Past the Pompidou, the Jardins de Luxembourg, up the Champs Elysée to the Arc de Triomphe.  Back down Ave. Kléber to Trocadéro, over the Pont D’Iéna, and to the Eiffel Tower.  It was an amazing stroll, Paris by moonlight, and absolutely magical. I’ve been to Paris probably 50 times, but this was a whole new side of Paris, and I loved it! Walked back along the left bank, and finally got back to my hotel around 5am…this was not going to end well…but it was 5pm…an appropriate nap time in Hawaii.

So, I aid down in my hotel for a 1 hour nap:

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Alarm woke me up fortunately, quick shower, and I was out the door…the long trip to Hawaii was about to begin…again!

Sep 222014
 

Plan was to wake up early in order to have a nice casual drive to Barcelona. However, jetlag was starting to catch up to me, and I just couldn’t do it. Finally made it up around 9am, and headed down to the hotel restaurant for a quick breakfast. Hard boiled eggs, baguettes with Nutella, and some good strong coffee. What’s not to love? The very nice dining room of the Casa Canut:

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After breakfast, I wanted to mail a few postcards, so wandered the town trying to find the local post office to mail them. I’d purchased postcards and stamps the night before and wrote the out over breakfast. The walk was a nice wake-up, and I got another good view of the ferris wheel in daylight:

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Then, it was time to drive. Checked out of the hotel around 10:30, and the doorman brought Pépé the Smart Car around for me.  First stop was Llívia, a small Spanish enclave completely surrounded by France. The route highlighted on the map below is the route I took into Andorra from Spain. I was planning to go out the east side on the yellow road you see, and head down the E9 highway to Llívia. This border of Andorra was supposed to be much, much more mountainous, and a very scenic drive.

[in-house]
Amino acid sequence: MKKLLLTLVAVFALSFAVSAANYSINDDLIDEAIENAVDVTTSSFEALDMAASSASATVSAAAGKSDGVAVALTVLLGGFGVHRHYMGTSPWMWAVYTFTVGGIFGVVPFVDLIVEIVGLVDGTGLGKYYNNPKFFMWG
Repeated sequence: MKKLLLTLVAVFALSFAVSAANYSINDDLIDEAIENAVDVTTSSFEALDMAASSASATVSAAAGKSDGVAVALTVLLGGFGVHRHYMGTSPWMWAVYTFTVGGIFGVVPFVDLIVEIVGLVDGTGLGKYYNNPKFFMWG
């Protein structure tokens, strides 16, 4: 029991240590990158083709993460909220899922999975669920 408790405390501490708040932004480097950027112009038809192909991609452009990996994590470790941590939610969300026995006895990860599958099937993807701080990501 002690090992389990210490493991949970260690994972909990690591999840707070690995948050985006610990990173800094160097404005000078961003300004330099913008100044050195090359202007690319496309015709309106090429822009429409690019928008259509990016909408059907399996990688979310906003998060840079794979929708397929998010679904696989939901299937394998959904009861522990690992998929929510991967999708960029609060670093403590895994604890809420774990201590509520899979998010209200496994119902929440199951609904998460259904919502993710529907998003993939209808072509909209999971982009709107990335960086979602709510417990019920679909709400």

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Total travel time was forecast at one hour and 13 minutes, so I was expecting 1:30 to 2 hours with stops along the way for photos:

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Leaving Andorra la Vella, some amazing views:

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Sep 182014
 

After fueling up at Starbucks…

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…it was time to find terminal 3 at CDG. I made my way to the CDGVal train, which was pretty self explanatory, and then there was the maybe 200 meter walk to T3. It seemed kind of silly, but I’m used to the C-terminal train at Dulles which also involves a long walk to the terminal, so I’m used to strangely planned train systems.

What I’m not used to is airport terminals that feel like a warehouse. Or bus terminal. Some place that not only doesn’t have first class facilities, but no lounges whatsoever. It was a terrifying place. I started to break out in a cold sweat. What’s this…a line…and there’s no way to cut to the front of it. What’s worse, after 20 minutes standing in it, I was still stuck in the line!  Dear God, I take back every thing I’ve said about how being elite on United no longer is what it used to be…it was traumatizing.  30 minutes later, I was at the front of the line…and based how slowly the line moved I expected the Spanish Inquisition (see what I did there?) before I could check in.

J’ai déja enregistré et j’ai besoin seulement de mon carte d’embarquement….” (looks at passport, tap tap tap, clunk clunk clunk) and out comes my boarding pass. That’s it.  15 seconds. I waited in line for 30 minutes for a 15 second transaction. Dear Vueling: YOU NEED KIOSKS. KTHXBYE LOVE YOU.

I still had about an hour until my flight, so find a little store selling bottled water…it was reasonably priced and I decided to head for security. Took all of 5 minutes to get through, and the waiting area on the other side was just a large collection of seats for 5 or 6 “gates” which were really just doors to busses since T3 has no jetbridges.